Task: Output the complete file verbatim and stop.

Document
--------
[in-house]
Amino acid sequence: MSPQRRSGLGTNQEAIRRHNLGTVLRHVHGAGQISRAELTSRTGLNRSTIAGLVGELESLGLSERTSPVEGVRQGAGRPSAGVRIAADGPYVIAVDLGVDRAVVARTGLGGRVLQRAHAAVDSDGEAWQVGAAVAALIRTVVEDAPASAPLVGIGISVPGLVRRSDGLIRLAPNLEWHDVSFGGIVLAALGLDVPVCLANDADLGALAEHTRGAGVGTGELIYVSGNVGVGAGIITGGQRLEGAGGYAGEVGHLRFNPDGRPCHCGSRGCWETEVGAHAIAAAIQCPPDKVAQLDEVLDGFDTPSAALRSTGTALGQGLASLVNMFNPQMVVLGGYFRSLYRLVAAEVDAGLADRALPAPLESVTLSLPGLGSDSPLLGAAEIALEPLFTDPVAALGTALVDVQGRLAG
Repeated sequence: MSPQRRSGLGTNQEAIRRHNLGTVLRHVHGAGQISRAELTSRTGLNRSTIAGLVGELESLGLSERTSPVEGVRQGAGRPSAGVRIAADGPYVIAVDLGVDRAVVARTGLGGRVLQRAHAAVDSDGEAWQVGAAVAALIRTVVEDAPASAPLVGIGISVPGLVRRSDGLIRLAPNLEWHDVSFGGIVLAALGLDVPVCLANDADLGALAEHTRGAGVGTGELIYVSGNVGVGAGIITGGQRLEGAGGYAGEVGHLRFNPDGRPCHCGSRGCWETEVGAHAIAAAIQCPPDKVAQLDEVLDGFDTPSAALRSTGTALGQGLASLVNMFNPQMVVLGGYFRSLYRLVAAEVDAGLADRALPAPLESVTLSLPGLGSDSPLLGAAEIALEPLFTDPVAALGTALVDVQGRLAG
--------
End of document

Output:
[in-house]
Amino acid sequence: MSPQRRSGLGTNQEAIRRHNLGTVLRHVHGAGQISRAELTSRTGLNRSTIAGLVGELESLGLSERTSPVEGVRQGAGRPSAGVRIAADGPYVIAVDLGVDRAVVARTGLGGRVLQRAHAAVDSDGEAWQVGAAVAALIRTVVEDAPASAPLVGIGISVPGLVRRSDGLIRLAPNLEWHDVSFGGIVLAALGLDVPVCLANDADLGALAEHTRGAGVGTGELIYVSGNVGVGAGIITGGQRLEGAGGYAGEVGHLRFNPDGRPCHCGSRGCWETEVGAHAIAAAIQCPPDKVAQLDEVLDGFDTPSAALRSTGTALGQGLASLVNMFNPQMVVLGGYFRSLYRLVAAEVDAGLADRALPAPLESVTLSLPGLGSDSPLLGAAEIALEPLFTDPVAALGTALVDVQGRLAG
Repeated sequence: MSPQRRSGLGTNQEAIRRHNLGTVLRHVHGAGQISRAELTSRTGLNRSTIAGLVGELESLGLSERTSPVEGVRQGAGRPSAGVRIAADGPYVIAVDLGVDRAVVARTGLGGRVLQRAHAAVDSDGEAWQVGAAVAALIRTVVEDAPASAPLVGIGISVPGLVRRSDGLIRLAPNLEWHDVSFGGIVLAALGLDVPVCLANDADLGALAEHTRGAGVGTGELIYVSGNVGVGAGIITGGQRLEGAGGYAGEVGHLRFNPDGRPCHCGSRGCWETEVGAHAIAAAIQCPPDKVAQLDEVLDGFDTPSAALRSTGTALGQGLASLVNMFNPQMVVLGGYFRSLYRLVAAEVDAGLADRALPAPLESVTLSLPGLGSDSPLLGAAEIALEPLFTDPVAALGTALVDVQGRLAG